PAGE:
In addition, the Securities and Exchange Commission recently published a proposed new rule to standardize climate-related corporate disclosures. If approved, the rule would require disclosures in key areas:

  1. Governance of climate-related risks and risk-management processes
  2. Material impacts of climate-related risks
  3. Affect of climate-related risks on strategy, business model, and outlook
  4. Impact of climate-related events, e.g., severe weather events, on financial statements.

Businesses and regulators are reacting to the scale of assets flowing into sustainable investing, investment strategies that incorporate environmental-social-governance (ESG) principles in their approach.

According to Bloomberg Intelligence, global ESG assets under management may surpass $41 trillion by 2022 and $50 trillion by 2025, up meaningfully from the $35 trillion recorded in 2020.


Sustainable investing may offer certain investors the ability to merge traditional financial investment goals with their ESG goals.

Since sustainable investing is a broad concept, the UN Principles for Responsible Investing (PRI) establishes a useful set of criteria for investors who choose to use an ESG approach in their investment analysis and decision-making processes.

These six Principles for Responsible Investment aim to close the gap between a good cause and a good investment, and give the investment management industry multiple ways to promote corporate sustainability:

  1. Incorporate ESG issues into investment analysis and decision-making processes
  2. Be active owners and incorporate ESG issues into ownership policies and practices
  3. Seek appropriate disclosure on ESG issues by the entities in which we invest
  4. Promote acceptance and implementation of Principles within the investment industry
  5. Work together to enhance effectiveness in implementing the Principles
  6. Report on corporate activities and progress towards implementing the Principles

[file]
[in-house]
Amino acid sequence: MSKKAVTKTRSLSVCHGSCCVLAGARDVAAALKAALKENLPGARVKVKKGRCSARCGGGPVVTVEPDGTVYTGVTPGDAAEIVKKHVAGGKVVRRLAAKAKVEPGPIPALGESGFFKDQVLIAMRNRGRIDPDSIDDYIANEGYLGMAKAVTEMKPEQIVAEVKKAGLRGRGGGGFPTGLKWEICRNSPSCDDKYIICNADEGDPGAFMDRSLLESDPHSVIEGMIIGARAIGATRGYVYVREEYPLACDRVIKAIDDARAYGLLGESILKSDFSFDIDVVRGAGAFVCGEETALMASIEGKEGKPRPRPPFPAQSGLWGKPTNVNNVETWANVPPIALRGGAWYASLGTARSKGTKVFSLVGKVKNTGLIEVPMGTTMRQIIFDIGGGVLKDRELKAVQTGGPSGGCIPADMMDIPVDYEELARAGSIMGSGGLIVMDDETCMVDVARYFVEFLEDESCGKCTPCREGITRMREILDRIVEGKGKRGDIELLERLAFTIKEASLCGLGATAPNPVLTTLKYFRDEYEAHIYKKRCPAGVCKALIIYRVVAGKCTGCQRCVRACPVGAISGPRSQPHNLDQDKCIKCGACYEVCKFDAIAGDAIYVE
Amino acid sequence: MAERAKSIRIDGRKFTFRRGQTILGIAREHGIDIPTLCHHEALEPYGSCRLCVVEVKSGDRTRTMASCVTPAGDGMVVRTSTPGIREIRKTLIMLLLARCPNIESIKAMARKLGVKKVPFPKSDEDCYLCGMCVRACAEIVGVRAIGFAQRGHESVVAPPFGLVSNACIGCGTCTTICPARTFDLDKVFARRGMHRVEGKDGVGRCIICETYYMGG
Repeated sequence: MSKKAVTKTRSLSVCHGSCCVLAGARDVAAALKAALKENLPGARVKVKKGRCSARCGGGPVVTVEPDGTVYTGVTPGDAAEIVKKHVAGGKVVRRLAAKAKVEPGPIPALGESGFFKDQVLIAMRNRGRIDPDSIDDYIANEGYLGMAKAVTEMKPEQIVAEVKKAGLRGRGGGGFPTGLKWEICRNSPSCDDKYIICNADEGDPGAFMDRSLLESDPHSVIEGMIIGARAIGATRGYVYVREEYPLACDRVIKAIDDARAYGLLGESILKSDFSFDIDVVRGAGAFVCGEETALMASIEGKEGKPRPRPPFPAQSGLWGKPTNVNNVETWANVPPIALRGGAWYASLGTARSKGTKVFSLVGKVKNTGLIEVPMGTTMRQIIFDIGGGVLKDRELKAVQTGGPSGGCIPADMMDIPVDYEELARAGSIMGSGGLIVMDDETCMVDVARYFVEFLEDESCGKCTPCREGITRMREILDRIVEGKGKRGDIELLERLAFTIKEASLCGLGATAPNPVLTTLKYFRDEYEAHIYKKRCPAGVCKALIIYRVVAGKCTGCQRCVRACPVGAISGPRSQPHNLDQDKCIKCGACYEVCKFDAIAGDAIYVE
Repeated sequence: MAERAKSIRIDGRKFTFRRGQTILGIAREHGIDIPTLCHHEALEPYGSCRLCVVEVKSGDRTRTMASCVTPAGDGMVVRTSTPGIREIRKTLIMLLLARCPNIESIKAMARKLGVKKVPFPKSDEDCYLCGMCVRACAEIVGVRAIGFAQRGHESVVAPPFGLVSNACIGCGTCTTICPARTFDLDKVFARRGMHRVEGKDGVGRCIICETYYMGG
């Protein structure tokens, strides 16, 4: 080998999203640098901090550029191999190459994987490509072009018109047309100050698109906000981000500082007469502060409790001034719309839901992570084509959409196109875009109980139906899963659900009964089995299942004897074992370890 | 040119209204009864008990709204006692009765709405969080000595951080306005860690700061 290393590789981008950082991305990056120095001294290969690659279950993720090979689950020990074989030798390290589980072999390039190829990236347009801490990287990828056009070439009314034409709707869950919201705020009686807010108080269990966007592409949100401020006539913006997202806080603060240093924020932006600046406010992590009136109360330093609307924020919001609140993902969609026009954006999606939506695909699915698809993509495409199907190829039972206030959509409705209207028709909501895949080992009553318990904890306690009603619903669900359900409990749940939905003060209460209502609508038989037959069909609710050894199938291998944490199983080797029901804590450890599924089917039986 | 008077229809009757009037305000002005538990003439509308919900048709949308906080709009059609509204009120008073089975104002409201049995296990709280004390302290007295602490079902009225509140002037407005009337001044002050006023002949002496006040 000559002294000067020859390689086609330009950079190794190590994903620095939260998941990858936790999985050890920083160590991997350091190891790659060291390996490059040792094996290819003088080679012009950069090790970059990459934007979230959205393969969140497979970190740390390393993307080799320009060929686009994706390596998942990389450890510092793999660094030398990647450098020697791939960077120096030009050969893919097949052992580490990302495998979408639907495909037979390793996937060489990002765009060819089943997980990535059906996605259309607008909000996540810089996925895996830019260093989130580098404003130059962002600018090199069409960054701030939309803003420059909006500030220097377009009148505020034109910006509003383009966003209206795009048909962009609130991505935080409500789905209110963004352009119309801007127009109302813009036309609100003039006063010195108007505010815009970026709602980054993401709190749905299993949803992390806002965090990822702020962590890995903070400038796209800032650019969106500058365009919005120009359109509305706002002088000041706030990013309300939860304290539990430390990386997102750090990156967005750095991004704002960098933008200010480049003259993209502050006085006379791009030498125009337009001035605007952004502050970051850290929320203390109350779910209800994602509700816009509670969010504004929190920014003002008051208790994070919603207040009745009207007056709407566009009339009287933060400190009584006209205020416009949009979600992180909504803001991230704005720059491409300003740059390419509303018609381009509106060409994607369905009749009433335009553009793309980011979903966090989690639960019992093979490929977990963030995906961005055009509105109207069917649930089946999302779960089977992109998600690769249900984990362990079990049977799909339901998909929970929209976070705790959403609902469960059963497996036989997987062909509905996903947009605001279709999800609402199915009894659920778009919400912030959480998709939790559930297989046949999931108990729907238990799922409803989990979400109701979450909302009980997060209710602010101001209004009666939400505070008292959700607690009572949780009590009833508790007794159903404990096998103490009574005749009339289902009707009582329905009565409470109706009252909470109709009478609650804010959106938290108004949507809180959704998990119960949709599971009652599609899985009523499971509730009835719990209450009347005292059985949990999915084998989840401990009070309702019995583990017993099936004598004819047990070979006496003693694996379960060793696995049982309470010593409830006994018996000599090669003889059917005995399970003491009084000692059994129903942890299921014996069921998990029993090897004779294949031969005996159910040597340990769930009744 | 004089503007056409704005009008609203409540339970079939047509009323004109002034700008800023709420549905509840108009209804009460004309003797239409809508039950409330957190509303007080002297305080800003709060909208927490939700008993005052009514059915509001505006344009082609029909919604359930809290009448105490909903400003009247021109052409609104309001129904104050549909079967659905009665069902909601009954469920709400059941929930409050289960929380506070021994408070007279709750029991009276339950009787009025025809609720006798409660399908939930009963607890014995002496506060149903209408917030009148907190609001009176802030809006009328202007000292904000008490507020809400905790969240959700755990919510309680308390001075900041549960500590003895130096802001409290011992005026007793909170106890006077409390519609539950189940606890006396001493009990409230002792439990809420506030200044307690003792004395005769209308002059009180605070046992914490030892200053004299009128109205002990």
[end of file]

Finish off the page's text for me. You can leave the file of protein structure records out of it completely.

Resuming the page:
Sustainable investing: graphic illustrating Environmental, Social & Governance investing

At a company level, applying ESG criteria may help identify potential investment risks, like supply-chain disruptions. For example, companies have experienced supply-chain disruptions due to climate risks like more severe fires or flooding, been hamstrung by having suppliers in conflict zones, or lost weeks of production due to suppliers lacking cybersecurity preparedness.

ESG criteria may help identify potential investment opportunities in companies developing compelling climate solutions. While renewable energy and electric vehicles get a lot of press attention as those industries aim to tackle global warming and create a low-carbon economy, climate change investing can be incredibly varied.

For example, through AMG’s private investment strategies, our clients have had the opportunity to invest in companies building the next generation of energy infrastructure, converting waste into usable products, launching net-zero emissions solutions in transportation and personal mobility, and improving sustainable food production, among others.

Read: Fusion Startups Energizing Race for Clean Power

Here are some examples held in Cupola fund venture portfolios managed by AMG:

  • Solugen is a company on a mission to decarbonize the chemicals industry. The company develops and manufactures proprietary enzymes and bioreactors to produce carbon-negative chemicals more cost-effectively than their petroleum-based competitors.
  • Mori created an all-natural protective layer to slow down the spoiling process of fruit, veggies, meats, seafood, and other perishables, Mori’s technology aims to reduce the one-third of food produced that gets lost or wasted every year, and reduce the need for single-use plastic, wax, fungicides, and chemical protectants.


As we reflect on this year’s Earth Day amid tragic reports of geopolitical tensions and extreme weather events, we also see opportunities in the global economic transition ahead. Companies that care about long-term sustainability and embrace climate investing may be compelling investment opportunities.

How we manage our wealth offers a tool for expressing our values and capitalizing on these broad trends. AMG can help you incorporate your unique ESG goals into your investment portfolio.

Read: Sustainable Investing at AMG

Please reach out to your AMG Wealth Advisor or via our Contact Us page to learn more about how we work with clients who choose an ESG investing approach.

This information is for general information use only. It is not tailored to any specific situation, is not intended to be investment, tax, financial, legal, or other advice and should not be relied on as such. AMG’s opinions are subject to change without notice, and this report may not be updated to reflect changes in opinion. Forecasts, estimates, and certain other information contained herein are based on proprietary research and should not be considered investment advice or a recommendation to buy, sell or hold any particular security, strategy, or investment product.